Support Our Students in Pretoria

When I was in high school, I listened to heavy metal and wanted to grow my hair long. The school rules, however, prevented me for doing so. From my perspective this created a feeling of us and them among my teachers and I. It was in large part because of this that I saw my teachers as part of a system that had failed humanity.

Obviously the situation with the students in Pretoria is different because of South Africa’s history and where the students have come from. Nonetheless, I am sure that the restrictions on their natural hair creates the same sense of us and them. It creates a feeling of oppression rather than support and encouragement which is what we all want from our school. It also creates a sense of division at a time when South African of all colours more than ever need to listen to each other, respect our differences and come together. Therefore, I support and commend the students in Pretoria.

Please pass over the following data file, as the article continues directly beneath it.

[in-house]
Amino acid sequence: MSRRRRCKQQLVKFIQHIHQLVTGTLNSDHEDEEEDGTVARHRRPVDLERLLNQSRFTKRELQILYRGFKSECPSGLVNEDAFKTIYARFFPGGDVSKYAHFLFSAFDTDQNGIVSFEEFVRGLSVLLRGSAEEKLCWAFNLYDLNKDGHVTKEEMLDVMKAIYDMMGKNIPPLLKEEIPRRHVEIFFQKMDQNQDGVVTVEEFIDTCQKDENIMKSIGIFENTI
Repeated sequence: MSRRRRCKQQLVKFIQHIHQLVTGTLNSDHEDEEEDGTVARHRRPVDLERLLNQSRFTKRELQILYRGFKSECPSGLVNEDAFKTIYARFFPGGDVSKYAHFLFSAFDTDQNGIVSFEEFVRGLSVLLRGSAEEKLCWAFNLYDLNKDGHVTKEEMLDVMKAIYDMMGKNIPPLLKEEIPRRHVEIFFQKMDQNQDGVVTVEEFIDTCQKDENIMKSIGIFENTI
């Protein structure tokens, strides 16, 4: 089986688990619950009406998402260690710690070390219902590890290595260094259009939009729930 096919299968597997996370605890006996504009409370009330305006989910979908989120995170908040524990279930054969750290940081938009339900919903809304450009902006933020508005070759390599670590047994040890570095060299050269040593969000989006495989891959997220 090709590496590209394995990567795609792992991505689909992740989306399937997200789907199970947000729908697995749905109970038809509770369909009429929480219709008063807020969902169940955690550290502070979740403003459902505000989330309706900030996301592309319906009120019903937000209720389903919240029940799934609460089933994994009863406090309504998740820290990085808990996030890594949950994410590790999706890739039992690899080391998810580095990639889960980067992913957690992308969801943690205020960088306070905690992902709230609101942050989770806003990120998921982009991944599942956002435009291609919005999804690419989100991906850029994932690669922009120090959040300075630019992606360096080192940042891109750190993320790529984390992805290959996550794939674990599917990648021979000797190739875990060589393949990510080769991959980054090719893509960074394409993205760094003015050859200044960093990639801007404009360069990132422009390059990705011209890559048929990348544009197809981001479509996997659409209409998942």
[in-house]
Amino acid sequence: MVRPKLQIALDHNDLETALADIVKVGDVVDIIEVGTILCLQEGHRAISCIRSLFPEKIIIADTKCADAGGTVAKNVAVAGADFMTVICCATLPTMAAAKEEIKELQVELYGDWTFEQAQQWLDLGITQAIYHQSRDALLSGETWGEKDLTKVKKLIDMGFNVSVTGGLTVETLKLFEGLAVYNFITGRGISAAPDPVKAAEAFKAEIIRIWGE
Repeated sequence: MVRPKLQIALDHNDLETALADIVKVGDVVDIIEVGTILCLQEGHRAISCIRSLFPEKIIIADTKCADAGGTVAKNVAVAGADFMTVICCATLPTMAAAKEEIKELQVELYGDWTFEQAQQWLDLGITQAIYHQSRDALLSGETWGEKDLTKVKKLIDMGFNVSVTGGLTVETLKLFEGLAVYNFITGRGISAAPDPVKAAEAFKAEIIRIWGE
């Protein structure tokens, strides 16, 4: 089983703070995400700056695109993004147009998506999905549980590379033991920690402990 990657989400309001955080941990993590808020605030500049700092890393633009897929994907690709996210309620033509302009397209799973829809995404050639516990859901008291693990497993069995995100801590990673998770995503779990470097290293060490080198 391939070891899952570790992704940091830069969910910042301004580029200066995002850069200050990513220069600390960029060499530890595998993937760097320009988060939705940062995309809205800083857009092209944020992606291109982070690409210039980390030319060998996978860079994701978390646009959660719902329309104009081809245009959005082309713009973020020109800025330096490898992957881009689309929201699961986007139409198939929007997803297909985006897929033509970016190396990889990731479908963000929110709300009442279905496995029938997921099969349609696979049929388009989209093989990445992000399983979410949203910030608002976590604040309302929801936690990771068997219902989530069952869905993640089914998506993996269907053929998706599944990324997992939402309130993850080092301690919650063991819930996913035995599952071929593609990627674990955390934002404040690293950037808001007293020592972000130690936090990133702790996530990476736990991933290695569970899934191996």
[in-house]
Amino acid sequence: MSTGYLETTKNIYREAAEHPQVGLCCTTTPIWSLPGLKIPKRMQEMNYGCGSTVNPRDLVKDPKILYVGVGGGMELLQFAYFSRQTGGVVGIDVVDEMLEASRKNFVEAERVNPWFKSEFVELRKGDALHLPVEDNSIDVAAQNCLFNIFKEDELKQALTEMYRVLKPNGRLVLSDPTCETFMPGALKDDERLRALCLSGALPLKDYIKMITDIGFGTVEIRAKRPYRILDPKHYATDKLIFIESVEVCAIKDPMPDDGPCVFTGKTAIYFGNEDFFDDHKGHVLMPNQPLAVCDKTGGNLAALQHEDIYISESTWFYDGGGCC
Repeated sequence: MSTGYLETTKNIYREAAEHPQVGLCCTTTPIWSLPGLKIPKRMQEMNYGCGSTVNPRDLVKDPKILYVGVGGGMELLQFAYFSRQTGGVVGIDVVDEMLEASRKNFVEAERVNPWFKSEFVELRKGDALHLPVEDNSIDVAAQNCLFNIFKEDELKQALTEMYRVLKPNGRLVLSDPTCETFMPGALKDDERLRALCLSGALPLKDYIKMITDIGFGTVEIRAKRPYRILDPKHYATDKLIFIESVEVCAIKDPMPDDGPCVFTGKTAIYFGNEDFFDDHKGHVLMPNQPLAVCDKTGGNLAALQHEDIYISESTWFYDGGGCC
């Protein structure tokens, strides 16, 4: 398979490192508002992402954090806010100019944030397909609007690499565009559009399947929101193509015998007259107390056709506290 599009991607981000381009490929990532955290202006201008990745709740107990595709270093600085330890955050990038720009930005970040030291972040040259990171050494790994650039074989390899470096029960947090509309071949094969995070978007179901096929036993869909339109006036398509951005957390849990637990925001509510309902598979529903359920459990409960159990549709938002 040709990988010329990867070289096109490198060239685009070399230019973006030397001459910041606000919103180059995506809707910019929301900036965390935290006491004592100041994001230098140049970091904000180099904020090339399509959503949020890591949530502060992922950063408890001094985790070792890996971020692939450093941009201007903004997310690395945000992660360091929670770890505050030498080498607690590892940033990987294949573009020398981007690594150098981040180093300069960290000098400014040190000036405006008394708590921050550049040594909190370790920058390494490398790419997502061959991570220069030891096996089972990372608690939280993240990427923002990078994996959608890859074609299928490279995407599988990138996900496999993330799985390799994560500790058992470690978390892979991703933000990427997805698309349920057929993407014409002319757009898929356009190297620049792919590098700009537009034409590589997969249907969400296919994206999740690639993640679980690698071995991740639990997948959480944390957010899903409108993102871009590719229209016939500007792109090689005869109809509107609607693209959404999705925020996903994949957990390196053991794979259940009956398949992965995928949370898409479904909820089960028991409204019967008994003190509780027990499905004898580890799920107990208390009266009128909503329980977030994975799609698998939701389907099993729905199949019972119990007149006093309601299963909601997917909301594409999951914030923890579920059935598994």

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Troydon Wainwright is a philosopher and Reiki Master based in Cape Town. Born with mild cerebral palsy and dyslexia, Toydon learnt to write as a way to overcome the barriers his dyslexia placed in front of him. “I wrote my way out of dyslexia,” said Troydon, “or at least to the point where reading and writing aren’t a problem anymore.” During the day he works as an educational facilitator (someone who helps special needs students cope academically and become more independent). At night he dedicates his time to writing. He has won a Nova award for his short story, The Sangoma’s Storm, and been a feature poet at the Off the Wall poetry readings in Cape Town and at Cape Town Central Library. Three of his poems were also included in the anthology Africa’s Best New Poets. He has also been published in the South African Literary journal, New Contrast. One of his Facebook posts, in which he took a stand against racism, has gone viral (

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